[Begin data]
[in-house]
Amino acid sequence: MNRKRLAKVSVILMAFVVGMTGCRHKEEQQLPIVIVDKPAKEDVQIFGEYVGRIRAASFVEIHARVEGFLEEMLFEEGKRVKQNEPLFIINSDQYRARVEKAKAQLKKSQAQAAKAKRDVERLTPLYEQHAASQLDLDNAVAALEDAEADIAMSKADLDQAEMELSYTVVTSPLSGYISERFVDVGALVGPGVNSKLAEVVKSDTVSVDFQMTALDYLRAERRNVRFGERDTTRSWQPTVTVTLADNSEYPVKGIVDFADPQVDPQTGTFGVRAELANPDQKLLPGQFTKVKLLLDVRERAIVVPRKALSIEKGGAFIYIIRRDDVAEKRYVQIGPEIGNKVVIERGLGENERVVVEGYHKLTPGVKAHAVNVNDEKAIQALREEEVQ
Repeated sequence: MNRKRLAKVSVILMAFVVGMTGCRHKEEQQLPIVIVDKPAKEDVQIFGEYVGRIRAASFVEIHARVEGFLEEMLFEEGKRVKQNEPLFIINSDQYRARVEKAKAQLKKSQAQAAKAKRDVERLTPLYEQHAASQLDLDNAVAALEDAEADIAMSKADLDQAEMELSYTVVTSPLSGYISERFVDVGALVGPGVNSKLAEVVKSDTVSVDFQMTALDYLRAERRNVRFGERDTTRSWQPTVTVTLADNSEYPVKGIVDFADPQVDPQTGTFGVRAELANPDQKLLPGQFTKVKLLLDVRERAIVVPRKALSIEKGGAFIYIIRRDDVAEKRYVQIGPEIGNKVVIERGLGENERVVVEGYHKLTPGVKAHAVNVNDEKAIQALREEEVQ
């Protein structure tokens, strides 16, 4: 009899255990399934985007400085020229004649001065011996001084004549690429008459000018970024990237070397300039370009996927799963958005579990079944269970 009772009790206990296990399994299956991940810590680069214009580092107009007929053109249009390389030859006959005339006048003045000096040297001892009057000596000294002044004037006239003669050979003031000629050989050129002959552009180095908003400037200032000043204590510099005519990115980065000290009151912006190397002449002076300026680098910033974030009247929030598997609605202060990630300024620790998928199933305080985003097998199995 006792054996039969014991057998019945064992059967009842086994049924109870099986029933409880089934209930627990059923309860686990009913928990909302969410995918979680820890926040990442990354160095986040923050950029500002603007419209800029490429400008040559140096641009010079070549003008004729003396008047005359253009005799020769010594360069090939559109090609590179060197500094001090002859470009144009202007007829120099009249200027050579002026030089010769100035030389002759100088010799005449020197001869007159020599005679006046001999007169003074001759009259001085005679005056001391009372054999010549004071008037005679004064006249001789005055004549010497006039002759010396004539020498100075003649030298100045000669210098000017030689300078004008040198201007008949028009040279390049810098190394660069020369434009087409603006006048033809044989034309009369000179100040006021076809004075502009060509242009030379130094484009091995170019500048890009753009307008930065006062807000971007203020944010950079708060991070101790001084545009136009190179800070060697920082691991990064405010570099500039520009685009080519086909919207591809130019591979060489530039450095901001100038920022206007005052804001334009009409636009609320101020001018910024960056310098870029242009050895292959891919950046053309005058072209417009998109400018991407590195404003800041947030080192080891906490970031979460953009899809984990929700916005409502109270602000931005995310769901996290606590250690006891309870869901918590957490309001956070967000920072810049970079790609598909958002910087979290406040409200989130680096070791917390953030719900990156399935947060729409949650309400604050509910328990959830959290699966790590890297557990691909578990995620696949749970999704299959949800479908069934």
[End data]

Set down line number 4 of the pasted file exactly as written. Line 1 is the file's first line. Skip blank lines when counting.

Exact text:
């Protein structure tokens, strides 16, 4: 009899255990399934985007400085020229004649001065011996001084004549690429008459000018970024990237070397300039370009996927799963958005579990079944269970 009772009790206990296990399994299956991940810590680069214009580092107009007929053109249009390389030859006959005339006048003045000096040297001892009057000596000294002044004037006239003669050979003031000629050989050129002959552009180095908003400037200032000043204590510099005519990115980065000290009151912006190397002449002076300026680098910033974030009247929030598997609605202060990630300024620790998928199933305080985003097998199995 006792054996039969014991057998019945064992059967009842086994049924109870099986029933409880089934209930627990059923309860686990009913928990909302969410995918979680820890926040990442990354160095986040923050950029500002603007419209800029490429400008040559140096641009010079070549003008004729003396008047005359253009005799020769010594360069090939559109090609590179060197500094001090002859470009144009202007007829120099009249200027050579002026030089010769100035030389002759100088010799005449020197001869007159020599005679006046001999007169003074001759009259001085005679005056001391009372054999010549004071008037005679004064006249001789005055004549010497006039002759010396004539020498100075003649030298100045000669210098000017030689300078004008040198201007008949028009040279390049810098190394660069020369434009087409603006006048033809044989034309009369000179100040006021076809004075502009060509242009030379130094484009091995170019500048890009753009307008930065006062807000971007203020944010950079708060991070101790001084545009136009190179800070060697920082691991990064405010570099500039520009685009080519086909919207591809130019591979060489530039450095901001100038920022206007005052804001334009009409636009609320101020001018910024960056310098870029242009050895292959891919950046053309005058072209417009998109400018991407590195404003800041947030080192080891906490970031979460953009899809984990929700916005409502109270602000931005995310769901996290606590250690006891309870869901918590957490309001956070967000920072810049970079790609598909958002910087979290406040409200989130680096070791917390953030719900990156399935947060729409949650309400604050509910328990959830959290699966790590890297557990691909578990995620696949749970999704299959949800479908069934």